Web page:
The Nigerian Economic Summit Group has described the congestion at the Apapa Port in Lagos as a huge set back to the country’s quest to support import and export activities.
It called on the Federal Government to intensify reforms at the nation’s ports to tackle the issue of congestion so as to boost economic activities.
The Group said this in a 15-point statement on the state of nation’s economy.
There have been issues of alleged corruption and extortion by government and security officials assigned to control the flow of goods at the port.
Nigeria’s Vice President, Yemi Osibanjo, who is heading the Presidential Task Force saddled with the responsibility of changing the state of Apapa gridlock had denied allegations of unfair practice.
Former Commissioner of Transport in Lagos State, Kayode Opeifa, who is the Executive Vice-Chairman of the task force had in July claimed that “The issue of gridlock in Apapa has ended as far back as July 2019 and we stand to defend it.”
But the NESG in the statement said the problem is far from being over.
It said, “We wish to call for urgent solutions to the Apapa Port congestion, and other difficulties in effecting prompt and efficient export and import of goods.
“The Seaport is an economic lifeline critical for the diversification of the Nigerian economy.”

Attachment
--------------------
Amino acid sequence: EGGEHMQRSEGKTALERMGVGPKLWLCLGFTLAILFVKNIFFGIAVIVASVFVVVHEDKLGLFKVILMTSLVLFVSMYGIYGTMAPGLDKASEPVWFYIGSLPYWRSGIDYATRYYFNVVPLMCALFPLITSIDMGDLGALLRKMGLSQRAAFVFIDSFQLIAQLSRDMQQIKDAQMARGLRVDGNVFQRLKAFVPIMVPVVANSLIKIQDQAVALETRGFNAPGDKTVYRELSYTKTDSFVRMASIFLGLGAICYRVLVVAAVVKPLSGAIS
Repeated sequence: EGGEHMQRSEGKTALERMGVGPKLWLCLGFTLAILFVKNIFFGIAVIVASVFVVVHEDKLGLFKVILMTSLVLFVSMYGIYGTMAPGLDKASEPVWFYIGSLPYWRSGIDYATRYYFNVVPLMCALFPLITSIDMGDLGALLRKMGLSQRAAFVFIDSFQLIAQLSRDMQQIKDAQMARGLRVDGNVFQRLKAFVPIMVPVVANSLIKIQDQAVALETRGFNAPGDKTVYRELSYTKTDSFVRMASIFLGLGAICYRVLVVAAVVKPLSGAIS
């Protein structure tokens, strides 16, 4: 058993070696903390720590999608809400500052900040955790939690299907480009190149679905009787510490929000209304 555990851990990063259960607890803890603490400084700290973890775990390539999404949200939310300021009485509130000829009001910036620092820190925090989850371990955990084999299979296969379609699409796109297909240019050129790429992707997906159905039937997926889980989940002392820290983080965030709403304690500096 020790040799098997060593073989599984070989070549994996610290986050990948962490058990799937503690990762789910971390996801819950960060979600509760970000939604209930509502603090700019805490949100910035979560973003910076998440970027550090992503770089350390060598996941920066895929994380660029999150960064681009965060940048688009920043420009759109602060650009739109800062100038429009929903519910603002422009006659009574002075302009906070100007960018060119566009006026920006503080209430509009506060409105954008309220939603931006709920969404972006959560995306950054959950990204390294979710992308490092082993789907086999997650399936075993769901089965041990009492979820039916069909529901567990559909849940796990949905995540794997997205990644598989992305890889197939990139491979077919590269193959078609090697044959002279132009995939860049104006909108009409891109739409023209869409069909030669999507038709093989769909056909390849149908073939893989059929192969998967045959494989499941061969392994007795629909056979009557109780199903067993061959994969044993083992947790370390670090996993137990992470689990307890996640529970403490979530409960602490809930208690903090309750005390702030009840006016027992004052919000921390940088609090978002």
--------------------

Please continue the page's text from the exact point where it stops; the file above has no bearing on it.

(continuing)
The NESG acknowledged government’s efforts at re-opening the Eastern Port, but calls for a rail link between Onne and Port Harcourt.
The group noted that urgent attention was required so as to avoid replicating the Apapa Port congestion experience.
Congestion at the Apapa port is caused by long queues of tankers and container trucks either trying to access the ports to ship export containers or pick imported goods.
A Lagos based importer told THE WHISTLER that, “Apapa port is still too congested, it is quite difficult to find space for ships to even offload and may take over a week.”
According to him, it took his last shipment over two weeks to move out of the port during the Covid-19 lockdown period.
He said the process of transporting commodities in or out of Apapa wharf is “too tedious.”